Labor Market Still Looking Solid
Labor Market Still Looking Solid
- Nonfarm payroll jobs came in above expectations with 253 thousand new jobs vs. 180 thousand expected but revisions to the prior two months removed 149 thousand previously reported jobs. Per the Household Survey employed persons increased 139 thousand from March to April, so modest growth to be sure. The unemployment rate defied expectations by decreasing a tenth to 3.4% instead of increasing a tenth as expected as the labor force shrank 43 thousand, and the ranks of the unemployed dipped by 182 thousand. Job gains remained strong in leisure and hospitality, health care, and professional/business services. Job losses were in retail trade and temporary help services for a second straight month. The Fed’s rate hikes are slowing the labor market but very grudgingly. Compare April’s job growth to the prior six month average gain of 290 thousand.
- Wage gains reversed a moderating trend with the MoM gain of 0.5% beating the 0.3% expectation and March increase. The year-over-year pace increased to 4.4% vs. the prior month and expectation of 4.2% but that is still down from 4.6% in February. After dropping in the prior two months, average weekly hours remained at 34.4 hours, matching expectations. Weekly hours peaked at 35.0 hours a year ago. Typically, hours worked are cut prior to cutting jobs so the recent dip does indicate some softening on the edges, as does the dip in job openings from the this week’s JOLTs report. All things considered, however, the wage components in this report reverse some of the recent trend of moderating gains and that will be frustrating news at the Fed.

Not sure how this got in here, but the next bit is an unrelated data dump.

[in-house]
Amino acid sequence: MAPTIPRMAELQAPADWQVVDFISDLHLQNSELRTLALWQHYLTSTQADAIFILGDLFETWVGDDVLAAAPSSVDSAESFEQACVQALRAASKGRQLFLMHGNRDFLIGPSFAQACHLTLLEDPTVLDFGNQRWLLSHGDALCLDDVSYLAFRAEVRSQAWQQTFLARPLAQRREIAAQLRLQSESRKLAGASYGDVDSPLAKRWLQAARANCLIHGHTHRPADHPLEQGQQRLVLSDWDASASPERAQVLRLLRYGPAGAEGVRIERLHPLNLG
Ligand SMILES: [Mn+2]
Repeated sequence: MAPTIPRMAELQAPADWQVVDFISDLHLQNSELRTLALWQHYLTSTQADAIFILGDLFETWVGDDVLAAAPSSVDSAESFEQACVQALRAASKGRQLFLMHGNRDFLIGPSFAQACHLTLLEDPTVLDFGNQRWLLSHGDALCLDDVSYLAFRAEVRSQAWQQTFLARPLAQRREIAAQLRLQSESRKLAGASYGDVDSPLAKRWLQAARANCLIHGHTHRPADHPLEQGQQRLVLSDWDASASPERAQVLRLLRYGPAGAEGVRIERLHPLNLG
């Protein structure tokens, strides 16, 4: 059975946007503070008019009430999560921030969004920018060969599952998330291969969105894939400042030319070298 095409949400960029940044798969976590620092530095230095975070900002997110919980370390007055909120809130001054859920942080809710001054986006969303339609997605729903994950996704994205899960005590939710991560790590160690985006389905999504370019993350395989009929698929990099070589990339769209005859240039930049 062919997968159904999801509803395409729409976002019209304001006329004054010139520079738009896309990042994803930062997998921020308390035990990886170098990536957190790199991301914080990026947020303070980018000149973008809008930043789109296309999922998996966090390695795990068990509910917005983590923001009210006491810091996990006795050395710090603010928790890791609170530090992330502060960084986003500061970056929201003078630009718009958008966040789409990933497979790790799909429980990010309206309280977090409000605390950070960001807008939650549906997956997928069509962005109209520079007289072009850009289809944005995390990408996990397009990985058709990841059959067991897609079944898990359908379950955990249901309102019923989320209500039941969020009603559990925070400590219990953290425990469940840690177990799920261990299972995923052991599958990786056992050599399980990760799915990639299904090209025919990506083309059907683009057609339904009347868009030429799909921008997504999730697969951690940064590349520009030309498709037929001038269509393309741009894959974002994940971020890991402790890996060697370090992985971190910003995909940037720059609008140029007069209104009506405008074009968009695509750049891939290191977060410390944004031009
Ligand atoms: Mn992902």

- The unemployment rate fell from 3.5% to 3.4%, as the labor force decreased by 43 thousand people while the ranks of the unemployed dipped by 182 thousand, as reported in the Household Survey. All-in-all, a decrease in the unemployment rate and the slight decrease in the labor force won’t be appreciated at the Fed, but the moves can be characterized as slight, so not likely to get the hawks too stirred up for a rate hike.
- The slight decrease in the labor force didn’t impact the Labor Force Participation Rate which remained at 62.6%, as expected. The participation rate a decade prior to the pandemic averaged 63.3% while the average over the past year has been 62.3%. However, the 62.6% rate in March and now April represents the highest participation since the pandemic began, and while it didn’t improve it didn’t slip back either, so kind of a push for this metric in April.
- While the solid beat in the headline jobs number may get a lot of the press, the downward revisions to the prior two months takes some of the shine off the beat. However, the pickup in wage growth and the decrease in the unemployment rate will cause some consternation at the Fed. Will it force a hike in June? No, but for those expecting a rate cut as early as July, they should probably revisit those assumptions because the labor market continues to show amazing resilience which plays right into the Fed’s Higher-for-Longer message.
Agency Indications — FNMA / FHLMC Callable Rates
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